The amount of fiber a bowhunter needs has more to do with his goals and his specific hunting situation than the capabilities of the sights themselves.  For example, many of us did just fine for years using fiber that wrapped around the pin shaft and was only a couple of inches long.  These were not spooled.  However, as my eyes start to grow weaker with age, I will no doubt be looking for brighter and brighter pins.  I can see the changes coming already.  And when it comes to low light shooting, as long as you have a large peep sight that doesn’t impede your view of the target, a highly visible pin makes aiming easier.

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You definitely want a sight that is gang-adjustable.  In other words, the entire sight head moves side to side or up and down permitting you to make quick adjustments.

In looking for a more objective test, I asked Bahram Khooshnood what his experience has been, knowing that he has no doubt tested every possible length.  Bahram has concluded that anything over two feet (when wrapped around the pin guard) produces almost no improvement in visibility in low light.  Up to two feet, the pin gets a small bit brighter with each inch added, but past two feet it is very hard to notice a difference.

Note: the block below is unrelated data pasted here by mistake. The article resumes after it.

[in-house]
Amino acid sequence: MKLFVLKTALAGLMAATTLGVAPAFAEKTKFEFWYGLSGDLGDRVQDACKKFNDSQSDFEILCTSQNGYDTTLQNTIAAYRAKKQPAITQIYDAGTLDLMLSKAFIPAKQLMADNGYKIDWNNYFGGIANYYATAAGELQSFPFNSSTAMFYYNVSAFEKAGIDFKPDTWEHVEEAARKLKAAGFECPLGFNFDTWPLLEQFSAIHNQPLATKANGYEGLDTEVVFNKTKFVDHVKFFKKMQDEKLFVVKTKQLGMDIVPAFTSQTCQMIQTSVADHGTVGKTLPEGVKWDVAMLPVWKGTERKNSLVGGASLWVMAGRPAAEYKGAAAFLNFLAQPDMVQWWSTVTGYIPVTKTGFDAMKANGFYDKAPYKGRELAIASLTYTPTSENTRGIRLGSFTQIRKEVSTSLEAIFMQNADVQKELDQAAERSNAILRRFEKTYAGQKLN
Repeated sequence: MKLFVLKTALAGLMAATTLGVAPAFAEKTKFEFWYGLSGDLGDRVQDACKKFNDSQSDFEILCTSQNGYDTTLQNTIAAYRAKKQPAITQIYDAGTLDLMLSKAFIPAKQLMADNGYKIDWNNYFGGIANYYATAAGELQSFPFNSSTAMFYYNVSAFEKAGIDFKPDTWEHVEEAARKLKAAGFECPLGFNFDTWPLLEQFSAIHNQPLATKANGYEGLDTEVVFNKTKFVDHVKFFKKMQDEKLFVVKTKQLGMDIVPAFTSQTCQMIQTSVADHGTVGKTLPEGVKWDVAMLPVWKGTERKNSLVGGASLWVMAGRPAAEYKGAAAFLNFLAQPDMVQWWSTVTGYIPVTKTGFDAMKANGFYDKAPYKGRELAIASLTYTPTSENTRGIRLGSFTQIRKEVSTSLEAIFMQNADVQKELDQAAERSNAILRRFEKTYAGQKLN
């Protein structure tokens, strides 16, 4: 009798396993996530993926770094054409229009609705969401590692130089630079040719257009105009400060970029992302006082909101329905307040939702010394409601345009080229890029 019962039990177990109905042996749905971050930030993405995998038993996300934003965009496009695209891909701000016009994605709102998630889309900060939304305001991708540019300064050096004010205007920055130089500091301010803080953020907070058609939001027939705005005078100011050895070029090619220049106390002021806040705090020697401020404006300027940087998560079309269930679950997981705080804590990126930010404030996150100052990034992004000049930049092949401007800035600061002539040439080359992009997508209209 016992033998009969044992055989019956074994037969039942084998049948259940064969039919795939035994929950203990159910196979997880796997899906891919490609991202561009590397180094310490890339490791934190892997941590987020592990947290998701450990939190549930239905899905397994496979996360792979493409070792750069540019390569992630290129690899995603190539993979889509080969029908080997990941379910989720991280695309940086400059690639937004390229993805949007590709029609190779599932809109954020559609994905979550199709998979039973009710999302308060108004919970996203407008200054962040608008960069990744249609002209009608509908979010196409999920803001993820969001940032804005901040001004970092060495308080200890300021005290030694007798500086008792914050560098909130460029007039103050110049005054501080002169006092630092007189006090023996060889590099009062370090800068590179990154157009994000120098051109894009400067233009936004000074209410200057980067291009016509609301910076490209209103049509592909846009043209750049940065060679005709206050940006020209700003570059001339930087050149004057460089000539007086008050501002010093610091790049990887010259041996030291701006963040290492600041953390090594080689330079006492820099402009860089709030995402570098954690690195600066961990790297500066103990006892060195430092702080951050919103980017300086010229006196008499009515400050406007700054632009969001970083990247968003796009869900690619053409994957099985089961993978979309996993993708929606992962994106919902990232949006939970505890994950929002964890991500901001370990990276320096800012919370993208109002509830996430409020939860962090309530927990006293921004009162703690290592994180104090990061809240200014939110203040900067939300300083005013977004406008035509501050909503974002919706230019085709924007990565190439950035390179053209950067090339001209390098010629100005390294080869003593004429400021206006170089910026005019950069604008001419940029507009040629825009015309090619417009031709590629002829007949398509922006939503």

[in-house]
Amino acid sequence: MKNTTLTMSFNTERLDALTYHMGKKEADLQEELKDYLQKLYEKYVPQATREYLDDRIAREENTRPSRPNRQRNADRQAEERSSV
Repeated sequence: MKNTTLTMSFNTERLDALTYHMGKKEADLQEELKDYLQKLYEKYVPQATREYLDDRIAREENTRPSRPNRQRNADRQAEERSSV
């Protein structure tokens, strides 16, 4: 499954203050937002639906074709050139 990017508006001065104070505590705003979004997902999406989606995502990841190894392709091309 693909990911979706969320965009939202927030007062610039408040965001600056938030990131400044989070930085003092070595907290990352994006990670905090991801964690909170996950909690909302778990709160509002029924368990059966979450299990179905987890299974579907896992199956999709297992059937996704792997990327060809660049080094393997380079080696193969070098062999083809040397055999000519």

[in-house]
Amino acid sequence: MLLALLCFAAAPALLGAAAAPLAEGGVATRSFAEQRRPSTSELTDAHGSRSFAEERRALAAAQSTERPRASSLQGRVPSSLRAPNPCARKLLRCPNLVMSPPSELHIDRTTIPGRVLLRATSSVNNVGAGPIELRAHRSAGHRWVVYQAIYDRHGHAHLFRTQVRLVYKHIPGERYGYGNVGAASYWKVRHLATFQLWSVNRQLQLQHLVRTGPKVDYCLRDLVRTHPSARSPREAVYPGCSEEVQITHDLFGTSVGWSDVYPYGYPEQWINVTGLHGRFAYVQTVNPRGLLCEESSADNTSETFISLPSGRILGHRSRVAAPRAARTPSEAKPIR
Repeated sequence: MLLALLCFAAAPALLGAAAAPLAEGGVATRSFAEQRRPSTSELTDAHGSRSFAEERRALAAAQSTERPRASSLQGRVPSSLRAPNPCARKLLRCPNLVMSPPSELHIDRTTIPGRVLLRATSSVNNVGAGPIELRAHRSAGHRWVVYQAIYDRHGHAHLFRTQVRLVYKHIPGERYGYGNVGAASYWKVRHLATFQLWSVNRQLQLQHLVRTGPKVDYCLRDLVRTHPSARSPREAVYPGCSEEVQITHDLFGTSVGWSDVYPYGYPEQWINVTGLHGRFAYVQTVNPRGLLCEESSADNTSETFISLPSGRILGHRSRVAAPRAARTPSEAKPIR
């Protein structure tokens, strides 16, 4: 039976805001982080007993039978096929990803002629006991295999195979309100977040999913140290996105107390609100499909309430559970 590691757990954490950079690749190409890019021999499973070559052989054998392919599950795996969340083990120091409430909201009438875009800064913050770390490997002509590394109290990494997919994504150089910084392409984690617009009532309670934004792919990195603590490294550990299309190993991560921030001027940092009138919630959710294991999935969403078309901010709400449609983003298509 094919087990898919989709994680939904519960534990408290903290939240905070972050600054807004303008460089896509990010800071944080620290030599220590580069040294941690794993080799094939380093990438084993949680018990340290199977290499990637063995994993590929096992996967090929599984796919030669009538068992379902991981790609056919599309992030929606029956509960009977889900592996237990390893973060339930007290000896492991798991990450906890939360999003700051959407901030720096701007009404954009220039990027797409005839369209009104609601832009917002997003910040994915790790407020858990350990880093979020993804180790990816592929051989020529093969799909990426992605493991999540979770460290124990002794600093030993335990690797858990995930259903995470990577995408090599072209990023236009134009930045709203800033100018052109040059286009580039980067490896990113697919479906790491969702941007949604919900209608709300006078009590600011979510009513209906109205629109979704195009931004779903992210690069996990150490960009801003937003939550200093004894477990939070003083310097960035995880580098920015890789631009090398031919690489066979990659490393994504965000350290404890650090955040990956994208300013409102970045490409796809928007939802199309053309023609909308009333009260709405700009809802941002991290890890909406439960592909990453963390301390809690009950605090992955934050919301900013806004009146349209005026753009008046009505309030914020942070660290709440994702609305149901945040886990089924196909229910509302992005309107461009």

Another thing to consider when evaluating pin brightness is the diameter of the bends.  Bahram Khoshnood told me that the brightest fibers are straight.  When you bend them, you give the light a place to escape.  The sharper you bend them, the more light escapes. 


One school of thought suggests that pins can get too bright, to the point that they blind the view of the target beyond or even cause the archer’s pupils to narrow and thereby actually darkening the view of the scene beyond the pin.  While this was definitely a problem in the days of the bright electronic sights, it is less a factor today with the fiber optic pins simply because the pins automatically tone down as the light wanes.  They aren’t overpowering during low light as some contend.  At least they aren’t overpowering to my eye.